A group of Black doctors in Los Angeles and throughout California have been waging a long, valiant, and lonely fight against a practice which has had disastrous effects on the quality of medical care in poor, and underserved communities and harmful consequences for the doctors. The practice is medical racial profiling. This is a systematic pattern and practice of harassment, license suspensions, administrative hearings, reprimands, and write-ups of black doctors in far greater numbers than white doctors. The prime culprit the doctors say is the California Medical Board responsible for oversight over the state's medical practitioners, and which has taken the disproportionate disciplinary action against Black doctors.
Nearly a decade ago the Board released the first of its kind study that found a glaring gap in the number of Black and Latino physicians in the state. But it was the number, or lack of numbers, of Black doctors that was especially eye popping. The study found a grand total of 2000 black doctors actively practicing statewide. That totaled about 3 percent of the state's physicians. The board called the shortage a "massive problem."
The problem is still just as massive. There's no evidence that the number of Black doctors has increased appreciably, and some evidence that the shortfall has gotten worse. The American Medical Assn. in yet another study in 2013 of the minority doctor shortage flatly declared in a headline "Black Men increasingly hard to find in Medical Schools." How hard? It found that less than 3 percent of medical school applicants were Black males and this was a drop from the number of black men in medical schools a decade earlier. During the same period the number of Black doctors also took a nosedive.
The chronic and seemingly growing crisis in the number of Black doctors and the inevitable plunge in medical services in poor and minority communities spurred the L.A. County Medical Assn. in 2013 to establish an African-American Physicians Advisory Committee. The committee is tasked with improving the quality of medical care in underserved communities. Countless reports, surveys, and studies have found that Black doctors are far more likely than white doctors to establish practices, and provide health care, in black communities, and that African-American patients have expressed greater confidence in and satisfaction with the quality of care that they provide.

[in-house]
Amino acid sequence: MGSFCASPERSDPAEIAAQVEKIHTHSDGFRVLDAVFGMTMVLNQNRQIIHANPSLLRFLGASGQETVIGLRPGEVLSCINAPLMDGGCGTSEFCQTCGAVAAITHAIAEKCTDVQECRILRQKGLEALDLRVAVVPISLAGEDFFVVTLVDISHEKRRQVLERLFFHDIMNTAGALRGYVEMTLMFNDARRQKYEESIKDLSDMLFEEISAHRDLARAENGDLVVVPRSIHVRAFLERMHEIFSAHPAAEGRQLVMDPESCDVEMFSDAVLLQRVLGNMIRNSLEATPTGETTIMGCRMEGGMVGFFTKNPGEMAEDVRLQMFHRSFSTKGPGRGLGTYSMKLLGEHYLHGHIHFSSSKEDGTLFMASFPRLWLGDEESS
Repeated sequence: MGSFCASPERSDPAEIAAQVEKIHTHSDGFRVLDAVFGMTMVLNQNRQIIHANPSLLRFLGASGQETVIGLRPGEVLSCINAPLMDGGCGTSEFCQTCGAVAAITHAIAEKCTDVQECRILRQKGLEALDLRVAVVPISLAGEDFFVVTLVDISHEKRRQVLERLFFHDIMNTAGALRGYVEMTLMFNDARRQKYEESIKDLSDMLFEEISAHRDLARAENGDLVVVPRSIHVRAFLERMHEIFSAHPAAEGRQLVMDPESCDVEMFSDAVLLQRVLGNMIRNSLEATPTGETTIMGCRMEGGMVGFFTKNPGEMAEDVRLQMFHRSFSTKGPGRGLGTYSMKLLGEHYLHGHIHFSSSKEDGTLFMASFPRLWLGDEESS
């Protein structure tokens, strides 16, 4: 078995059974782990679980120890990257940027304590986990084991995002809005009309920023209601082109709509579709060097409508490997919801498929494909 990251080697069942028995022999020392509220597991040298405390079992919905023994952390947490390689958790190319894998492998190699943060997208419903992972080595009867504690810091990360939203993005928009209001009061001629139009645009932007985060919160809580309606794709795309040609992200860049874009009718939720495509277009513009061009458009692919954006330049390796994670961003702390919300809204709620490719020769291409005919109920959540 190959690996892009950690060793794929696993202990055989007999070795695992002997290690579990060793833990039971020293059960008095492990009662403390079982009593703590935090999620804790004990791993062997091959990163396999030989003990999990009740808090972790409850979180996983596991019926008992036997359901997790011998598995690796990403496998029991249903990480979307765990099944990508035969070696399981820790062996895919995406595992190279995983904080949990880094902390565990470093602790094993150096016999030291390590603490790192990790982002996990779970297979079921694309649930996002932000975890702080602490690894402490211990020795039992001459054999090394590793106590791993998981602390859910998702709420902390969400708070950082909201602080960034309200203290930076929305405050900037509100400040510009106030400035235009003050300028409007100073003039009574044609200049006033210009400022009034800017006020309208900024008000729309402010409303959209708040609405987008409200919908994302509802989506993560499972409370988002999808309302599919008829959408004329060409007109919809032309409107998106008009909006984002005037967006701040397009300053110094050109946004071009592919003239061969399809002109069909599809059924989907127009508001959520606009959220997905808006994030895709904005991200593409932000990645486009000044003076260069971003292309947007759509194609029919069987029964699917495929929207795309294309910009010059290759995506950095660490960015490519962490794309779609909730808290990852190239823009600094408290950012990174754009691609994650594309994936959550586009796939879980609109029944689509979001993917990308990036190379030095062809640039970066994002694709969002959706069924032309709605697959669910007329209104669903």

However, the insidious issue that has could cast a damaging cloud over the profession remains the excessive discipline of Black doctors. They are particularly vulnerable because they deal with a greater number of federally mandated and insured medical plans and programs, the most the biggest being Medi-Cal. They deal with a much greater number of lower-income, and even indigent patients than white doctors. The programs are subject to much greater state and federal scrutiny and regulation than private plans and medical treatment by wealthy patients who can afford to pay for care out of pocket. The doctors say that their being held to far more rigid standards of scrutiny than white doctors have had a noticeable chilling effect on the medical practices of many of the doctors. Some doctors have filed separate lawsuits and damage claims against the Board and the state and have talked of a class action lawsuit.
The Black American Political Assn. of California and the National Medical Assn. has lambasted the Board for the profiling of African-American doctors and has demanded that Governor Brown and Attorney General Kamala Harris take action. A proposed settlement has been talked in lieu of a major and costly litigation against the Board that includes compensation for damages and a tight review of the Board's discipline practices and medical standards enforcement.
A decade ago the AMA was so alarmed by the worsening crisis in the number of Black doctors that it co-founded the Commission to End Health Care Disparities with the National Medical Assn., an African-American physician's advocacy group, to figure out ways to increase the number of Black doctors. It has lobbied for an increase in federal funding for programs specifically geared to train minority students in medical and health profession careers and it even has filed briefs with the Supreme Court urging it not to eliminate race as a factor in student admissions to medical schools. These are important steps to take. However, they will be wasted efforts, without a fair, unbiased, and even handed standard state medical oversight agencies, such as the California Medical Board, deal with the physicians its charged with policing. Medical racial profiling is anything but that.
Earl Ofari Hutchinson is an author and political analyst. He is a weekly co-host of the Al Sharpton Show on American Urban Radio Network. He is the author of How Obama Governed: The Year of Crisis and Challenge. He is an associate editor of New America Media. He is host of the weekly Hutchinson Report Newsmaker Hour heard weekly on the nationally network broadcast Hutchinson Newsmaker Network. Follow Earl Ofari Hutchinson on Twitter.